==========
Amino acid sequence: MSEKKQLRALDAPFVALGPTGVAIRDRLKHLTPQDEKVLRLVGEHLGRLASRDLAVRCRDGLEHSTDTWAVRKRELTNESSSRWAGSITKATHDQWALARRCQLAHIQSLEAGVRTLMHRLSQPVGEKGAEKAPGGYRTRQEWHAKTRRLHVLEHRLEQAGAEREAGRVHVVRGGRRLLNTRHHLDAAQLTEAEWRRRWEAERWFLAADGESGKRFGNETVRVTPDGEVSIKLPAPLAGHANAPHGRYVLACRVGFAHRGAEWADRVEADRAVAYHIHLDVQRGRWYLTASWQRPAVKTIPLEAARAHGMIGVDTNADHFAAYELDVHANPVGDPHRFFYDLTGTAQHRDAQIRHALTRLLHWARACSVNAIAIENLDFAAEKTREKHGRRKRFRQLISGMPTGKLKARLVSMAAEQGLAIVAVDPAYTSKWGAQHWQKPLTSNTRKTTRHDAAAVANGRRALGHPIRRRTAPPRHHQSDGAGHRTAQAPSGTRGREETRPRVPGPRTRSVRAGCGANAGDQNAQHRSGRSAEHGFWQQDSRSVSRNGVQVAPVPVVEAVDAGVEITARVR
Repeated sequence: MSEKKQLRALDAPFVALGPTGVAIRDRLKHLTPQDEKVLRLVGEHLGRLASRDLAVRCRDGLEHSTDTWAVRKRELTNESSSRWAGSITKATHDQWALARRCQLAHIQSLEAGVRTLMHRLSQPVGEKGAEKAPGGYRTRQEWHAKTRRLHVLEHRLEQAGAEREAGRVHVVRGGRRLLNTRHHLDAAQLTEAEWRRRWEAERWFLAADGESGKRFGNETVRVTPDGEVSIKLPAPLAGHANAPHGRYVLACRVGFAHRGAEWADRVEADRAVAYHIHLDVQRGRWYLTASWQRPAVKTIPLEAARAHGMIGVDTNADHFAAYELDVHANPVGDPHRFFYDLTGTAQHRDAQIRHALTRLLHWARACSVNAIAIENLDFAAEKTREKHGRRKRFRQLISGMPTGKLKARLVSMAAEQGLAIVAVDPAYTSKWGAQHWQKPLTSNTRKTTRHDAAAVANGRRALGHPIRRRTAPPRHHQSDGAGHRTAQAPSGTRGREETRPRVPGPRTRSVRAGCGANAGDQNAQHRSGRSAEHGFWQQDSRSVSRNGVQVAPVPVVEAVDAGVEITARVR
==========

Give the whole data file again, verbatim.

Amino acid sequence: MSEKKQLRALDAPFVALGPTGVAIRDRLKHLTPQDEKVLRLVGEHLGRLASRDLAVRCRDGLEHSTDTWAVRKRELTNESSSRWAGSITKATHDQWALARRCQLAHIQSLEAGVRTLMHRLSQPVGEKGAEKAPGGYRTRQEWHAKTRRLHVLEHRLEQAGAEREAGRVHVVRGGRRLLNTRHHLDAAQLTEAEWRRRWEAERWFLAADGESGKRFGNETVRVTPDGEVSIKLPAPLAGHANAPHGRYVLACRVGFAHRGAEWADRVEADRAVAYHIHLDVQRGRWYLTASWQRPAVKTIPLEAARAHGMIGVDTNADHFAAYELDVHANPVGDPHRFFYDLTGTAQHRDAQIRHALTRLLHWARACSVNAIAIENLDFAAEKTREKHGRRKRFRQLISGMPTGKLKARLVSMAAEQGLAIVAVDPAYTSKWGAQHWQKPLTSNTRKTTRHDAAAVANGRRALGHPIRRRTAPPRHHQSDGAGHRTAQAPSGTRGREETRPRVPGPRTRSVRAGCGANAGDQNAQHRSGRSAEHGFWQQDSRSVSRNGVQVAPVPVVEAVDAGVEITARVR
Repeated sequence: MSEKKQLRALDAPFVALGPTGVAIRDRLKHLTPQDEKVLRLVGEHLGRLASRDLAVRCRDGLEHSTDTWAVRKRELTNESSSRWAGSITKATHDQWALARRCQLAHIQSLEAGVRTLMHRLSQPVGEKGAEKAPGGYRTRQEWHAKTRRLHVLEHRLEQAGAEREAGRVHVVRGGRRLLNTRHHLDAAQLTEAEWRRRWEAERWFLAADGESGKRFGNETVRVTPDGEVSIKLPAPLAGHANAPHGRYVLACRVGFAHRGAEWADRVEADRAVAYHIHLDVQRGRWYLTASWQRPAVKTIPLEAARAHGMIGVDTNADHFAAYELDVHANPVGDPHRFFYDLTGTAQHRDAQIRHALTRLLHWARACSVNAIAIENLDFAAEKTREKHGRRKRFRQLISGMPTGKLKARLVSMAAEQGLAIVAVDPAYTSKWGAQHWQKPLTSNTRKTTRHDAAAVANGRRALGHPIRRRTAPPRHHQSDGAGHRTAQAPSGTRGREETRPRVPGPRTRSVRAGCGANAGDQNAQHRSGRSAEHGFWQQDSRSVSRNGVQVAPVPVVEAVDAGVEITARVR